Advanced Search
MyIDEAS: Login to save this paper or follow this series

Employment Growth And The Allocation Of New Jobs: Evidence From The South

Contents:

Author Info

  • Renkow, Mitch
Registered author(s):

    Abstract

    A county-level labor market model is estimated for the thirteen Southern states. The model accounts for inter-county commuting, migration, and within-county adjustments to labor demand shocks. Econometric results indicate that most employment growth (60-70%) during the 1990s was accommodated by changes in commuting flows. The results also suggest that labor force growth - and, by extension, population growth and associated fiscal impacts - in rural counties is sensitive to employment growth in nearby counties. These results highlight two opposing forces related to spatial spillovers that are usually neglected in analyses of the economic and fiscal impacts of rural employment growth.

    Download Info

    If you experience problems downloading a file, check if you have the proper application to view it first. In case of further problems read the IDEAS help page. Note that these files are not on the IDEAS site. Please be patient as the files may be large.
    File URL: http://purl.umn.edu/22169
    Download Restriction: no

    Bibliographic Info

    Paper provided by American Agricultural Economics Association (New Name 2008: Agricultural and Applied Economics Association) in its series 2003 Annual meeting, July 27-30, Montreal, Canada with number 22169.

    as in new window
    Length:
    Date of creation: 2003
    Date of revision:
    Handle: RePEc:ags:aaea03:22169

    Contact details of provider:
    Postal: 555 East Wells Street, Suite 1100, Milwaukee, Wisconsin 53202
    Phone: (414) 918-3190
    Fax: (414) 276-3349
    Email:
    Web page: http://www.aaea.org
    More information through EDIRC

    Related research

    Keywords: Labor and Human Capital;

    References

    References listed on IDEAS
    Please report citation or reference errors to , or , if you are the registered author of the cited work, log in to your RePEc Author Service profile, click on "citations" and make appropriate adjustments.:
    as in new window
    1. Olivier Jean Blanchard & Lawrence F. Katz, 1992. "Regional Evolutions," Brookings Papers on Economic Activity, Economic Studies Program, The Brookings Institution, vol. 23(1), pages 1-76.
    2. Timothy J. Bartik, . "Who Benefits from Local Job Growth: Migrants or Original Residents?," Upjohn Working Papers and Journal Articles tjb1993rs, W.E. Upjohn Institute for Employment Research.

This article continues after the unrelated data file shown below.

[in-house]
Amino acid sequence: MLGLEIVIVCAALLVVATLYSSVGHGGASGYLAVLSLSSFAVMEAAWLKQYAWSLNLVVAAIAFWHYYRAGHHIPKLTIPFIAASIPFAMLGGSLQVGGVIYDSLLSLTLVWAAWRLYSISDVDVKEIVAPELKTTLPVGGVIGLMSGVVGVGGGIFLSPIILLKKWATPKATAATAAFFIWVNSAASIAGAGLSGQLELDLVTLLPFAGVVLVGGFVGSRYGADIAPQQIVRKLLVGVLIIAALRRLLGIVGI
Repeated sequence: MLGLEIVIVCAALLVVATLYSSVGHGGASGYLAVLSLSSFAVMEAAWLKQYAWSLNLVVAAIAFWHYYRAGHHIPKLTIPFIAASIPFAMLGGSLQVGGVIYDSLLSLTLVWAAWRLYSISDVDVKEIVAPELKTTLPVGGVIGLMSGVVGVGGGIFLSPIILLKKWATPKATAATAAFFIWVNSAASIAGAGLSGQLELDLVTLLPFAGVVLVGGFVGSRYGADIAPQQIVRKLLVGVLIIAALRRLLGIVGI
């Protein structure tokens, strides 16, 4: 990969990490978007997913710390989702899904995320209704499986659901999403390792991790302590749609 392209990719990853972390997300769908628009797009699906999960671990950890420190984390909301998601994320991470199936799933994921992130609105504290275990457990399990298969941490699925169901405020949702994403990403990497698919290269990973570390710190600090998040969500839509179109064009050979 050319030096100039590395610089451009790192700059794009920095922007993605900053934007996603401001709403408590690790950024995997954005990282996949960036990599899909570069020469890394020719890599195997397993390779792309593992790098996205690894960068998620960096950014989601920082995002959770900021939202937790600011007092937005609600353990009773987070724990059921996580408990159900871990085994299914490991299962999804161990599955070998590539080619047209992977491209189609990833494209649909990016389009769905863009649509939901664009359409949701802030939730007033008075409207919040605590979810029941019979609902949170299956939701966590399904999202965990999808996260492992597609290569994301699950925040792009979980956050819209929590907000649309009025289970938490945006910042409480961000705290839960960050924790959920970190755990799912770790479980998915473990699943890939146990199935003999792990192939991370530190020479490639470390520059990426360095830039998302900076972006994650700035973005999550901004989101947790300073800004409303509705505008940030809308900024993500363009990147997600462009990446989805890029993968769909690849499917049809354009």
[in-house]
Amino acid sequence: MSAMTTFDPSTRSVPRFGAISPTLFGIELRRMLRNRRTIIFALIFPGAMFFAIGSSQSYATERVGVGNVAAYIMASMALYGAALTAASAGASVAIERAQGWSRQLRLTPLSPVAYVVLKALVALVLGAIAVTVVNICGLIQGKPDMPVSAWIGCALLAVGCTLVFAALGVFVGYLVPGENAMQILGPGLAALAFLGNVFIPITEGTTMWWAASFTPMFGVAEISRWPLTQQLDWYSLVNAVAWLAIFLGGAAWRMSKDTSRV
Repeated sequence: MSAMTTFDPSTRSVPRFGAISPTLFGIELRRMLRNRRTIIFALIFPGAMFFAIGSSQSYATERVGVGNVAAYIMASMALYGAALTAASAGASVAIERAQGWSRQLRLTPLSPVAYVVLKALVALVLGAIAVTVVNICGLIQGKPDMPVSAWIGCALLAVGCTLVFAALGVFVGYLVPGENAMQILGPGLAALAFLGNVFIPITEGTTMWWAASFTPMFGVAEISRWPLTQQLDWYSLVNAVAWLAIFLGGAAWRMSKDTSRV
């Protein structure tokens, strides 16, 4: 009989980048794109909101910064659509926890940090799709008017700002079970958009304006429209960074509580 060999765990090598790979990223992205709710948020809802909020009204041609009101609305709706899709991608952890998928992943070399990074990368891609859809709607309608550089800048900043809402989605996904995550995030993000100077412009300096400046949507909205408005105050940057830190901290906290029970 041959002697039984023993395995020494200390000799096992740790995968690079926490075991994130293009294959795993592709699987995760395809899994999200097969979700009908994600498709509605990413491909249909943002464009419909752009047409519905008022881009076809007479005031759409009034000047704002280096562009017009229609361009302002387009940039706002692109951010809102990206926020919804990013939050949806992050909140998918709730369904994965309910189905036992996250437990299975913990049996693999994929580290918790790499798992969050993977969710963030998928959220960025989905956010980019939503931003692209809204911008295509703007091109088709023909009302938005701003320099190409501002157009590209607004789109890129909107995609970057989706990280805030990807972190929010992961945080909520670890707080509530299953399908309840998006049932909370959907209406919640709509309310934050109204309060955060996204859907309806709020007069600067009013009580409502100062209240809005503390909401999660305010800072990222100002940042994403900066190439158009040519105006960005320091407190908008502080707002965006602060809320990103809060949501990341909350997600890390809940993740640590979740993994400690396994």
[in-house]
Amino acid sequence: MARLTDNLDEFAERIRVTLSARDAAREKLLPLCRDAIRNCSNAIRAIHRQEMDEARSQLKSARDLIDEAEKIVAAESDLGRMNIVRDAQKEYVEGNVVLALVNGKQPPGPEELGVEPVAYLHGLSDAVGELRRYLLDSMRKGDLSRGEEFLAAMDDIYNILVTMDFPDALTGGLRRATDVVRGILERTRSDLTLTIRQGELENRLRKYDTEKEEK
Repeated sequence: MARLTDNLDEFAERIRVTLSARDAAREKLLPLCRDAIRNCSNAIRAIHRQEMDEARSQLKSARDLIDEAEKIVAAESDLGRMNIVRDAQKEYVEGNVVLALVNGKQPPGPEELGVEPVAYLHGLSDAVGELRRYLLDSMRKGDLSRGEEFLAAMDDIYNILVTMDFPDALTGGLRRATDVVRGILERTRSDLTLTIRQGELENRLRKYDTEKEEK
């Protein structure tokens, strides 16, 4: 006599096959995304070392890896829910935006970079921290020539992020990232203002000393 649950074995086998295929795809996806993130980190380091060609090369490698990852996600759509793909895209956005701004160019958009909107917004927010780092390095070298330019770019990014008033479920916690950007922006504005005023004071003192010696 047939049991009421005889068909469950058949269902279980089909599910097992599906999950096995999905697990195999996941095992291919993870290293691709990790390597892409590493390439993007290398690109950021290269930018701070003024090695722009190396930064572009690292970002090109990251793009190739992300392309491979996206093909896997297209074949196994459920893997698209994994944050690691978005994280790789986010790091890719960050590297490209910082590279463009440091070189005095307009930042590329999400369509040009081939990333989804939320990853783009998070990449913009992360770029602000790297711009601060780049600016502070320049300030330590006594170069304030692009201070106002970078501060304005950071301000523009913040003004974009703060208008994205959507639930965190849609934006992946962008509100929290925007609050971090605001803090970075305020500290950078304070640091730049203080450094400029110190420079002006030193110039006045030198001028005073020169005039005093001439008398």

Full references (including those not matched with items on IDEAS)

    Citations

    Citations are extracted by the CitEc Project, subscribe to its RSS feed for this item.
    as in new window

    Cited by:
    1. Davis, Elizabeth E. & Bachewe, Fantu, 2004. "Employment Growth And Commuting Patterns In Rural Labor Markets," 2004 Annual meeting, August 1-4, Denver, CO 19955, American Agricultural Economics Association (New Name 2008: Agricultural and Applied Economics Association).

    Lists

    This item is not listed on Wikipedia, on a reading list or among the top items on IDEAS.

    Statistics

    Access and download statistics

    Corrections

    When requesting a correction, please mention this item's handle: RePEc:ags:aaea03:22169. See general information about how to correct material in RePEc.

    For technical questions regarding this item, or to correct its authors, title, abstract, bibliographic or download information, contact: (AgEcon Search).

    If you have authored this item and are not yet registered with RePEc, we encourage you to do it here. This allows to link your profile to this item. It also allows you to accept potential citations to this item that we are uncertain about.

    If references are entirely missing, you can add them using this form.

    If the full references list an item that is present in RePEc, but the system did not link to it, you can help with this form.

    If you know of missing items citing this one, you can help us creating those links by adding the relevant references in the same way as above, for each refering item. If you are a registered author of this item, you may also want to check the "citations" tab in your profile, as there may be some citations waiting for confirmation.

    Please note that corrections may take a couple of weeks to filter through the various RePEc services.